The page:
Spotlight on amazing Shropshire RAF wartime project

I hope you got some popcorn… because we are back!

There was little information last week about the Havoc Turbinlite when I was searching the Internet.

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Lo and behold!

Spotlight on amazing Shropshire RAF wartime project

Source of the article

An airbase in Shropshire played a top secret role in the Second World War. Toby Neal explains.

During the Blitz which pulverised Britain’s cities our air defences struggled to find the Luftwaffe raiders in the dark – never mind shoot them down.

 1456 High Ercall

And those desperate times saw an extraordinary top secret unit operating from an airfield in the heart of the Shropshire countryside using hush-hush equipment which, the boffins hoped, would help turn the tide.

The details were so sensitive that anybody breathing a word about it would quickly be moved on to another base.

So a photo in the possession of 95-year-old Peggy Murray, of Clive, showing the mysterious 1456 Flight at RAF High Ercall, in which her late husband Bob served, is quite possibly unique.

The photo, which most likely dates from 1942, shows the personnel in the team and behind them is a Douglas Havoc bomber, with the nose covered up to hide the secret equipment installed there.

Was it the latest radar? A new type of weapon? A radio antenna, perhaps?

No, it was none of those things. In one of the most remarkable episodes of World War Two, the aircraft had been converted into a huge flying torch.

In the nose was installed a high-power searchlight, known as a Turbinlite, powered by batteries in the bomb bay. The idea was simple. The bomber would illuminate the German bomber and then an accompanying Hurricane fighter would shoot it down.

“I know more now than I did then,” said Mrs Murray.

“I knew they were working on something because I used to mix with the villagers. If anyone working on it said ‘Did you see that funny plane flying last night?’ they were moved the next day to another aerodrome. That happened fairly often.” The secret was, however, safe with her husband.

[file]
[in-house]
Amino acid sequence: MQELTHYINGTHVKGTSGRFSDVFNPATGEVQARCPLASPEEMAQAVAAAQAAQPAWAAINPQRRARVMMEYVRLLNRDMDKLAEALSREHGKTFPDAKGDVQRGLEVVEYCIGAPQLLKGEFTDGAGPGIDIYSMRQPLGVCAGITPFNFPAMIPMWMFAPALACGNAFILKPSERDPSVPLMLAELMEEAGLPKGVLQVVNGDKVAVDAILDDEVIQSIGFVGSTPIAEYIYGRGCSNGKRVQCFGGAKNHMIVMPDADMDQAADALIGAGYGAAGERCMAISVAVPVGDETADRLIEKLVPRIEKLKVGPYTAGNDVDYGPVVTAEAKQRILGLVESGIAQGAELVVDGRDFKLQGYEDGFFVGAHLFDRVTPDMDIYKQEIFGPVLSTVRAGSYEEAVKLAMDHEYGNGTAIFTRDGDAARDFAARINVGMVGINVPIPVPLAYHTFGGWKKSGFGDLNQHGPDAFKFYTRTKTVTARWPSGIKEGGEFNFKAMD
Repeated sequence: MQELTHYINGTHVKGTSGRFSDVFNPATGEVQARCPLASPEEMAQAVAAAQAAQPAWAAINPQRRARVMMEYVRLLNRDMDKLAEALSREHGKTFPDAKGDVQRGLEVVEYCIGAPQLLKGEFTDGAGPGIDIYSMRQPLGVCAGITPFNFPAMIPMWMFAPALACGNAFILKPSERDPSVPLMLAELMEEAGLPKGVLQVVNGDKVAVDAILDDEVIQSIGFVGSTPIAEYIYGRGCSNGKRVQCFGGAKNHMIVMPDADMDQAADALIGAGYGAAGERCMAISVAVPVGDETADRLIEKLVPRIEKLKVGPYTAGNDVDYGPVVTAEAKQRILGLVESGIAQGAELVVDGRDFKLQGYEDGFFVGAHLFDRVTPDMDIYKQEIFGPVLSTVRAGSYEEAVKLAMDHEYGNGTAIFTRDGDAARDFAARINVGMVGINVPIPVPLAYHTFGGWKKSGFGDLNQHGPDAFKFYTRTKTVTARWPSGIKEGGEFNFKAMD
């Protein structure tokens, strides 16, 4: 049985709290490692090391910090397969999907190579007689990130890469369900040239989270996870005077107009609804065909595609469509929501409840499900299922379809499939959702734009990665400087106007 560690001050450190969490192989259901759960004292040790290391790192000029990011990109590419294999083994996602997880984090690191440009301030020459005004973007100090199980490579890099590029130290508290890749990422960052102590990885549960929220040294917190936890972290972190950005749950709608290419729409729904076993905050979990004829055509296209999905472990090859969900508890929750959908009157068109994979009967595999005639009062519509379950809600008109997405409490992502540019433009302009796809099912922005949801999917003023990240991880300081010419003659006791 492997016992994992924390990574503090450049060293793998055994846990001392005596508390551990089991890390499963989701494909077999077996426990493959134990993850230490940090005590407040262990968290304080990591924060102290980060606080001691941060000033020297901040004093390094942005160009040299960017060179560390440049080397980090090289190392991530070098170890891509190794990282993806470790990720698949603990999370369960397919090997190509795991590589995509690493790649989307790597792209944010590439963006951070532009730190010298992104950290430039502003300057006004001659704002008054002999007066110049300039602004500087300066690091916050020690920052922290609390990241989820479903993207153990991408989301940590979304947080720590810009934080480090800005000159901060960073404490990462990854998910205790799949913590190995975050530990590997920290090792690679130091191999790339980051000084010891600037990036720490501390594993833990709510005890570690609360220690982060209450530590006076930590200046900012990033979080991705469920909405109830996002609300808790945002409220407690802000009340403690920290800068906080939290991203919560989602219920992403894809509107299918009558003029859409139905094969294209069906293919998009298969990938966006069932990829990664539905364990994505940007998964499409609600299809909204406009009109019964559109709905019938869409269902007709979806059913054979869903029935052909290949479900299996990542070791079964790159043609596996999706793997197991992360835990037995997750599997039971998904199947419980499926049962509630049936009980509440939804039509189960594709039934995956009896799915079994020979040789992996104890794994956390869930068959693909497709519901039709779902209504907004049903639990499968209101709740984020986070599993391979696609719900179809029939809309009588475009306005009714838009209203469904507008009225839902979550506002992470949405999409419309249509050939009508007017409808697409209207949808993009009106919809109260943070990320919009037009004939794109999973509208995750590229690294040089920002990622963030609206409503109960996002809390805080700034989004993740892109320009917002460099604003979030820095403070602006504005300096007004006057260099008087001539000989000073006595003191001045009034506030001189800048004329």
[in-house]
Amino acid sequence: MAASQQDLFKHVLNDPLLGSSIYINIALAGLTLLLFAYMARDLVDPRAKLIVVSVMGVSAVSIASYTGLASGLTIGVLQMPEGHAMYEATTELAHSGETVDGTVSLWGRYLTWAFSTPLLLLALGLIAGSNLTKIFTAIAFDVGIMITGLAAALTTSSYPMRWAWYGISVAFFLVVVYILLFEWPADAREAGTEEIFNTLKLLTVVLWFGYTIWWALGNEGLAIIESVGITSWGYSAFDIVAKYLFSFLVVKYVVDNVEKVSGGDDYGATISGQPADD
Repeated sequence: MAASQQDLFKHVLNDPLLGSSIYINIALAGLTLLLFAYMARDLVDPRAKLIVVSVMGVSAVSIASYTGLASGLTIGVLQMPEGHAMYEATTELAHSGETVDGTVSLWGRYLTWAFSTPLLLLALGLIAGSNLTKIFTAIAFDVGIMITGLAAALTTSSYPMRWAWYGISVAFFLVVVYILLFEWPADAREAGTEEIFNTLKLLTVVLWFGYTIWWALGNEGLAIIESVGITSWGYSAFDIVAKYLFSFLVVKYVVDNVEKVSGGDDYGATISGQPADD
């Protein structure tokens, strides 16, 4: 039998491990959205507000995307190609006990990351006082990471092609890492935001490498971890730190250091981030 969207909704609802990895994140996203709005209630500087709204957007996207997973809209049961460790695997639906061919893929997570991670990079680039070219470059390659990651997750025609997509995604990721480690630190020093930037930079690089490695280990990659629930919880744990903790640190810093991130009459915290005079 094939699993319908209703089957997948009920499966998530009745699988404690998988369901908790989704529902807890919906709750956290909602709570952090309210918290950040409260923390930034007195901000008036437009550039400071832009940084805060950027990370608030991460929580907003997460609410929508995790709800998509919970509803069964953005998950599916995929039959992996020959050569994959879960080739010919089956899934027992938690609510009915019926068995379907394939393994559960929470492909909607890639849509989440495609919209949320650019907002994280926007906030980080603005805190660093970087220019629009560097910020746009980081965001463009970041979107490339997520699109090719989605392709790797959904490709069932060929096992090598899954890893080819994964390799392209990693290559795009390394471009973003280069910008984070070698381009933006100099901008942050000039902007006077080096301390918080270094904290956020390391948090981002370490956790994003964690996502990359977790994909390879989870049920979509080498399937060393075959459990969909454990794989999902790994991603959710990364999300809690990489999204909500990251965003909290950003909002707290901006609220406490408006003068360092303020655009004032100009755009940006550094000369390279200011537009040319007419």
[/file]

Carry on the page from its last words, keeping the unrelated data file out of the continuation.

“He never spoke about it. I knew he was doing something. I teased him about it, but if I didn’t know, I couldn’t tell anything.

“They started working on it at RAF Shawbury and they tested it at RAF Honiley. We were there when Coventry was bombed. I heard it – the ground absolutely shook.

“I believe it was a Mosquito they were trying to adapt.” Her husband was part of the ground crew.

The Turbinlite team setted at High Ercall and the equipment was demonstrated to the King and Queen when they visited the air base on July 16, 1942.

Unfortunately, in action the equipment was not a success. There were problems co-ordinating the Turbinlite bomber and the accompanying fighter in the darkness. No kills were notched up by the High Ercall team – it was one of a small number of Turbinlite units at the time – and improvements in radar and the performance of night fighters rendered the “flying torch” obsolete.

Peggy relives her days as a signalman in her old signal box, which was at Yorton, but was re-built at Arley on the Severn Valley RailwayPeggy relives her days as a signalman in her old signal box, which was at Yorton, but was re-built at Arley on the Severn Valley Railway

Mrs Murray, whose first name is Margaret but has always been known as Peggy, still lives in the same house in New Street in which she was born on April 14, 1918. 

Husband Bob hailed from Alford, Aberdeenshire, and was in the pre-war RAF, which brought him to RAF Shawbury. 

The young Peggy Thomas, as she then was, met Bob at a dance at Shawbury Village Hall before the war and they married in October 1939. After the end of the Turbinlite, Bob was posted to an airfield on the south coast, and Peggy landed herself an unusual wartime job. 

“They wanted a signalman for the signal box at Yorton, and I applied for the job – and got it. I was the first woman on this line.” 

She did the work for two or three years. 

“The shifts were 7 to 3, and 3 until the 11 o’clock train had gone through, which was the last train to stop. The line was very busy – busier than at any time. They were building up the troops on the south coast. There were all the bases. Everything came by rail in those days.” 

The Yorton signal box was later dismantled and re-erected on the Severn Valley Railway at Arley. 

A few years ago Peggy rode on the SVR and, in her honour, the train stopped specially at her old haunt and she was able to pay it a nostalgic visit. 

“It was exactly the same,” she said.

Next time… we will take a look at this!

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